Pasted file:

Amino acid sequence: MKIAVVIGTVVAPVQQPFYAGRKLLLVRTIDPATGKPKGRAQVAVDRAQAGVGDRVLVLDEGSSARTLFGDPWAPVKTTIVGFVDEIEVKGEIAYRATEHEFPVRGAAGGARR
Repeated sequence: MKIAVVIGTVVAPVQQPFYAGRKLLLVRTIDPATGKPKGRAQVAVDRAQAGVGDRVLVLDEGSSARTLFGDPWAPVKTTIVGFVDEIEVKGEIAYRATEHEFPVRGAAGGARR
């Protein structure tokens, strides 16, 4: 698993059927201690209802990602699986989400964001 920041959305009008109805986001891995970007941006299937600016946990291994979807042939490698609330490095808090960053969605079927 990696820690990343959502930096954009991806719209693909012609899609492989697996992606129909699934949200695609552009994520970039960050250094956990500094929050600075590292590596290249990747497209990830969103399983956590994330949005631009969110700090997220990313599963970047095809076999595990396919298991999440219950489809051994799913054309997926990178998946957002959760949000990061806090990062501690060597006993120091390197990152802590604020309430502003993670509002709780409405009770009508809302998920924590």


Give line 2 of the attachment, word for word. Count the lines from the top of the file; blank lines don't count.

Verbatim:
Repeated sequence: MKIAVVIGTVVAPVQQPFYAGRKLLLVRTIDPATGKPKGRAQVAVDRAQAGVGDRVLVLDEGSSARTLFGDPWAPVKTTIVGFVDEIEVKGEIAYRATEHEFPVRGAAGGARR